Ground-cover plants

If you want to reduce your garden chores, include some ground-cover plants – they provide an ornamental, dense, weed-proof cover that requires little maintenance.

Plants generally described as ‘ground cover’ carpet the soil with a layer of attractive dense foliage which smothers the weeds. They are robust, steadily increasing in spread. There is a huge range of choice from evergreen and herbaceous perennials, including ornamental grasses and ferns, to low-growing shrubs.

Most colonize ground rapidly or form tight, rounded clumps. Colonizers such as hardy geraniums spread quickly, sending up growth from wide-spreading roots or rooting from stems that touch the ground. Clump-formers, such as hostas, build up more slowly.

Many ground-cover plants have a long and vivid flowering season; others carry handsome berries in autumn and winter. But what really makes all these plants invaluable is foliage; thick enough to starve weed seedlings of light, and with enough variety of colour, texture and shape to create bold statements or delicate effects.

Year-round colour

Evergreens such as Euonymous fortunei and ivy are particularly important in providing year-round cover. Both have a range of silver and gold variegations, leaf sizes, textures and shapes, and are particularly useful for adding a lighter touch in shady places. Some evergreen plants, such as Gaultberia procumbens, take on rich red tones in late summer and autumn. Deciduous plants are less effec-tive than the evergreens in dis-couraging annual weeds, which can germinate before a good leaf canopy is produced in the spring. But they do include some excellent plants, such as lungwort (Pulmonaria officinalis) and Geranium species. Some, such as hosta, produce such dense roots that, even when dormant, prevent weeds from gaining a foothold.

Ground cover plants

Ground cover plants (Photo credit: wallygrom)

Ground-cover plants must be long lived and able to withstand ordinary winter conditions and spells of dry or wet weather. Any newly planted ground cover needs weeding until the plants become established and knit together.

Established ground-cover plants may need an occasional trim and an annual feed but pruning and frequent feeding are unnecessary. Protect those vulnerable to slugs from early spring on with slug pellets. Most perennials benefit from lifting, dividing and replanting every three years or so.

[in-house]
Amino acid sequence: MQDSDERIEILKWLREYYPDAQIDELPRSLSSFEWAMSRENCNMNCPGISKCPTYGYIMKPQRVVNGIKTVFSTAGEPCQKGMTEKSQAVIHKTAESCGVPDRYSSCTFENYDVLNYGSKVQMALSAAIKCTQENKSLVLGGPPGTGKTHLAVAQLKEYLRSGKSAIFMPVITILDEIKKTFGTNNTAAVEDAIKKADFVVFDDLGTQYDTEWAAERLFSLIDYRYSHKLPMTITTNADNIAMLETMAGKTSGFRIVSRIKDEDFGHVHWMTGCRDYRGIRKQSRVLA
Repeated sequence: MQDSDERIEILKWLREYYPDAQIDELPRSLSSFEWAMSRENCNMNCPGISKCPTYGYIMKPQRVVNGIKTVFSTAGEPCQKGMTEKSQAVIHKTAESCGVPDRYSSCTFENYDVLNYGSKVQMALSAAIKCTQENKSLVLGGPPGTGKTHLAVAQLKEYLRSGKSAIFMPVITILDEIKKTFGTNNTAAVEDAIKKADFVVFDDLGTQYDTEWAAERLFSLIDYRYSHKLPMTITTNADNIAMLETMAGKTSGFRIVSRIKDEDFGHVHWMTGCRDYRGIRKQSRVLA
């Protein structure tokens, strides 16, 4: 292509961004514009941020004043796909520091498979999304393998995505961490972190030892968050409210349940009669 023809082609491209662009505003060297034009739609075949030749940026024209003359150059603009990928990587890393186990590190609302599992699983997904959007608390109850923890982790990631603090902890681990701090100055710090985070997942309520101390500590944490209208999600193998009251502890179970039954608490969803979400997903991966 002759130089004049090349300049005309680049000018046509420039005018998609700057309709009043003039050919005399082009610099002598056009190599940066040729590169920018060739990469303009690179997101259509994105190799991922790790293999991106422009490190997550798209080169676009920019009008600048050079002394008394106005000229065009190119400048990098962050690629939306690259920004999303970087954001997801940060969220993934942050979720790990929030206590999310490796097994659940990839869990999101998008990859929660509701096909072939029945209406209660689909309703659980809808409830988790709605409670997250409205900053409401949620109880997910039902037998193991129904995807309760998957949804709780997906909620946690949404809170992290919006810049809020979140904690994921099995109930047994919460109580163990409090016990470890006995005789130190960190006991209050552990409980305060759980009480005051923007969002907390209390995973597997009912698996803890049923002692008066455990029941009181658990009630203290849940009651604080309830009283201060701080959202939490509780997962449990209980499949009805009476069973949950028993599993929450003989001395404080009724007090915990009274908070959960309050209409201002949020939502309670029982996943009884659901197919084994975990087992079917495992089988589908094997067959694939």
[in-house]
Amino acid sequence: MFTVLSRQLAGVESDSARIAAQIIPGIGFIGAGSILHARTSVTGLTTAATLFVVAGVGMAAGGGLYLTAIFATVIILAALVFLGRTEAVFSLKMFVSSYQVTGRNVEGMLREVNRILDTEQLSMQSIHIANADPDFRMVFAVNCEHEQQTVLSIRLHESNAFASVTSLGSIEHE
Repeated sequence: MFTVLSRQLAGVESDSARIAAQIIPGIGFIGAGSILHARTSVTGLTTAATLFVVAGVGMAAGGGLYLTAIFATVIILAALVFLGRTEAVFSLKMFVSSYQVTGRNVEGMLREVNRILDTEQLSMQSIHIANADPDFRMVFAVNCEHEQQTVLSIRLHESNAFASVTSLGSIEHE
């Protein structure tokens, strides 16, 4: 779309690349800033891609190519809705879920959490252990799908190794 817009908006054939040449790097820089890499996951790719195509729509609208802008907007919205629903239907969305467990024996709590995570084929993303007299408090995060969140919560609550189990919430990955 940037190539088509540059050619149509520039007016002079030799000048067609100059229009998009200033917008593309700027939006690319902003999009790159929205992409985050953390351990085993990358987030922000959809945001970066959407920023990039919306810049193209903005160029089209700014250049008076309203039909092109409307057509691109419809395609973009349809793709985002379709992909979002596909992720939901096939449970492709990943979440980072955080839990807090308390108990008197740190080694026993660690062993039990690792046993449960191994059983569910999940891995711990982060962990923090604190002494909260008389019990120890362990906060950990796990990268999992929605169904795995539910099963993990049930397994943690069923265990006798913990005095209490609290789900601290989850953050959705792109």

In open, well-drained or even dry, sunny areas ground-cover plants can include silver and grey plants, such as cistus and he-lianthemums, and aromatic rose-mary and lavender. Ballota pseu-dodictatnnus, catmint {Nepeta x faassenii), Senecio ‘Sunshine’ and Spanish broom (Genista hispani-ca) are all good options.

For sunny spots on sandy, acid soil, heaths and heathers are ideal, and Erica carnea varieties also tolerate slightly alkaline soil. A mixture of heathers can give a year-long flowering season and the colour of the foliage – and even of the dead flowers – extends their interest.

Plants for banks

Banks are often hard to mow but to prevent erosion they need to be well clothed with vegetation. Candidates include rose of Sharon (Hypericum calycinum), prostrate junipers, Mahonia aquifolium, the low-growing cherry laurel, Primus laurocerasus ‘Otto Luyken’ and dwarf bamboo (Sasa veitchii).

Ground-cover roses are vigorous, sprawling, carpeting and rooting as they spread. Older favourites include the prostrate ‘Max Graf, more or less evergreen, with clusters of single pink flowers. Newer varieties include ‘Sussex’, with recurrent, double, soft-apricot blooms.

For very steep banks, in sun or light shade, choose cotoneasters or the evergreen C. dammeri, making a close carpet of glossy green leaves. Bright red berries follow its small white flowers.

English: Peacock, Wisley Summer show of ground...

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General-purpose ground cover plants

The following evergreens grow rapidly and may, in time, become invasive: